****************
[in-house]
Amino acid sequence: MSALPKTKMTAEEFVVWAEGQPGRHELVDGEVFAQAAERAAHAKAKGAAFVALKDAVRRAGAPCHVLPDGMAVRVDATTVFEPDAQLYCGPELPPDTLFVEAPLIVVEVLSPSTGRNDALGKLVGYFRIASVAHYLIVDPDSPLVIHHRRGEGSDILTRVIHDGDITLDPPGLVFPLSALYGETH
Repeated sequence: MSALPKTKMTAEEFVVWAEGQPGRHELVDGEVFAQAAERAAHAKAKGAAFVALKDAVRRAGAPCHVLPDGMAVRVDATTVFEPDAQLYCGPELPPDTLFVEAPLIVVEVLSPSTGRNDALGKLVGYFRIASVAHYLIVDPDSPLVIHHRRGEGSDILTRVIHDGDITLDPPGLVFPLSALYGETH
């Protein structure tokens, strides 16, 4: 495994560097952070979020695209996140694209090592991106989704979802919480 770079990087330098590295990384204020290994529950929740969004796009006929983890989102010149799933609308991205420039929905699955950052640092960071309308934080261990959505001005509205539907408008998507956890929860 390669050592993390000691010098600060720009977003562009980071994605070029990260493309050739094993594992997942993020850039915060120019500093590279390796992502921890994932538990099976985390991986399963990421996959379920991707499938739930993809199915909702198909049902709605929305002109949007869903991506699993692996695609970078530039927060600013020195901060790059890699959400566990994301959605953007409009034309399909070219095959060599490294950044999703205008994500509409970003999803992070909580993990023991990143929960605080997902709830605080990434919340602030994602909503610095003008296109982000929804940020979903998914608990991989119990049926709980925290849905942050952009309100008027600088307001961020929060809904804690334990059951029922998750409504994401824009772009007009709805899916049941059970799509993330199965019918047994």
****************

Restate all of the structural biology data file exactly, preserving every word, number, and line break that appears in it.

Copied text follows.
[in-house]
Amino acid sequence: MSALPKTKMTAEEFVVWAEGQPGRHELVDGEVFAQAAERAAHAKAKGAAFVALKDAVRRAGAPCHVLPDGMAVRVDATTVFEPDAQLYCGPELPPDTLFVEAPLIVVEVLSPSTGRNDALGKLVGYFRIASVAHYLIVDPDSPLVIHHRRGEGSDILTRVIHDGDITLDPPGLVFPLSALYGETH
Repeated sequence: MSALPKTKMTAEEFVVWAEGQPGRHELVDGEVFAQAAERAAHAKAKGAAFVALKDAVRRAGAPCHVLPDGMAVRVDATTVFEPDAQLYCGPELPPDTLFVEAPLIVVEVLSPSTGRNDALGKLVGYFRIASVAHYLIVDPDSPLVIHHRRGEGSDILTRVIHDGDITLDPPGLVFPLSALYGETH
């Protein structure tokens, strides 16, 4: 495994560097952070979020695209996140694209090592991106989704979802919480 770079990087330098590295990384204020290994529950929740969004796009006929983890989102010149799933609308991205420039929905699955950052640092960071309308934080261990959505001005509205539907408008998507956890929860 390669050592993390000691010098600060720009977003562009980071994605070029990260493309050739094993594992997942993020850039915060120019500093590279390796992502921890994932538990099976985390991986399963990421996959379920991707499938739930993809199915909702198909049902709605929305002109949007869903991506699993692996695609970078530039927060600013020195901060790059890699959400566990994301959605953007409009034309399909070219095959060599490294950044999703205008994500509409970003999803992070909580993990023991990143929960605080997902709830605080990434919340602030994602909503610095003008296109982000929804940020979903998914608990991989119990049926709980925290849905942050952009309100008027600088307001961020929060809904804690334990059951029922998750409504994401824009772009007009709805899916049941059970799509993330199965019918047994």